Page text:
Politics, Business & Culture in the Americas

From the Think Tanks

Reading Time: 2 minutesInter-American Dialogue, Woodrow Wilson Center, Human Rights Watch
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You Don’t Have Rights Here: US Border Screening and Returns of Central Americans to Risk of Serious Harm.

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Social spending and tax policy have emerged as two of the most common tools to combat high levels of poverty and disproportionately low access to education for Indigenous and Afro-descendent populations in Latin America. In their report, Fiscal Policy and Ethno-Racial Inequality in Bolivia, Brazil, Guatemala and Uruguay, the Inter-American Dialogue analyzes the effects government fiscal interventions have on poverty and inequality among racial and ethnic minorities. The report finds that taxes and direct transfers have little impact on reducing ethnic and racial inequalities, and offers an in-depth look at country-specific fiscal policies that have arisen as responses to ethno racial divides, such as conditional cash transfers in Bolivia and Guatemala.

The surge in migrants from El Salvador, Guatemala and Honduras to the U.S. in mid-2014 highlighted intensifying regional violence and prompted a greater commitment from Washington to address the problem. In Crime and Violence in Central America’s Northern Triangle: How U.S. Policy Responses are Helping, Hurting, and Can be Improved, the Woodrow Wilson Center presents findings from a year-long review of the Central America Regional Security Initiative. The report identifies the successes and challenges of current U.S. policies and recommends implementing a broader security strategy that expands the focus on drug trafficking to include economic opportunity, anti-corruption efforts and institutional reform in the criminal justice and law enforcement systems.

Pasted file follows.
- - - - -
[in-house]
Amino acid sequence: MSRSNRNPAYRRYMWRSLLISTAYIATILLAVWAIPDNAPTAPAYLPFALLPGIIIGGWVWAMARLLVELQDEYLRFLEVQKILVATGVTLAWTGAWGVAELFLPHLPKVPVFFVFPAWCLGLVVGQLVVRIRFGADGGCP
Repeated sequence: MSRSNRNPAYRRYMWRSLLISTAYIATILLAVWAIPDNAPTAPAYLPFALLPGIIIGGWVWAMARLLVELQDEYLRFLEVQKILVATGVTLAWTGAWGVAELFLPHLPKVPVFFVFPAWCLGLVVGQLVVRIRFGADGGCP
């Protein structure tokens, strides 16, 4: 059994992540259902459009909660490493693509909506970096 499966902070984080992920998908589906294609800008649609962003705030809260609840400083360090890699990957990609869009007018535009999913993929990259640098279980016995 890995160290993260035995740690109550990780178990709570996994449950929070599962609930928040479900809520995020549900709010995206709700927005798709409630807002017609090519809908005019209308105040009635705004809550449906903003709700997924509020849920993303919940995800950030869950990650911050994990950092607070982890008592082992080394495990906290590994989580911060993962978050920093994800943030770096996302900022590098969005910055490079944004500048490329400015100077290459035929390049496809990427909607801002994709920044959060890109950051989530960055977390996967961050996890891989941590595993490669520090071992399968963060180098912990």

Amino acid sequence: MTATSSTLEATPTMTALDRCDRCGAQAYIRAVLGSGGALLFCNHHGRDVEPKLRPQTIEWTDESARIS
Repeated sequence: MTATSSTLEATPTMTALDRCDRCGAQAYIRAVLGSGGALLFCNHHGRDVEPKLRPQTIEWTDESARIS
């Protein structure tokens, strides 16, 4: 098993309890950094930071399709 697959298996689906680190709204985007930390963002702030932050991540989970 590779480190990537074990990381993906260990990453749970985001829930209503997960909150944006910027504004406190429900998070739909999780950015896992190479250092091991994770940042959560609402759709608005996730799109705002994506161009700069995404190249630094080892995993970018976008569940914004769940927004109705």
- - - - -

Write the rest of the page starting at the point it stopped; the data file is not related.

Migrants crossing the U.S.-Mexico border without authorization must undergo a rapid screening process. In their report, You Don’t Have Rights Here: US Border Screening and Returns of Central Americans to Risk of Serious Harm, Human Rights Watch argues that these expedited removal processes fail to adequately review petitions for asylum, resulting in deportation to countries where migrants may face grave threats. The report points to a pattern of negligence by the border patrol in examining asylum claims. It suggests that the U.S. may be violating international human rights obligations, and calls for the Department of Homeland Security to further review asylum claims and cease fast-tracking Central American deportation.


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Brendan O’Boyle is a former senior editor at Americas Quarterly.

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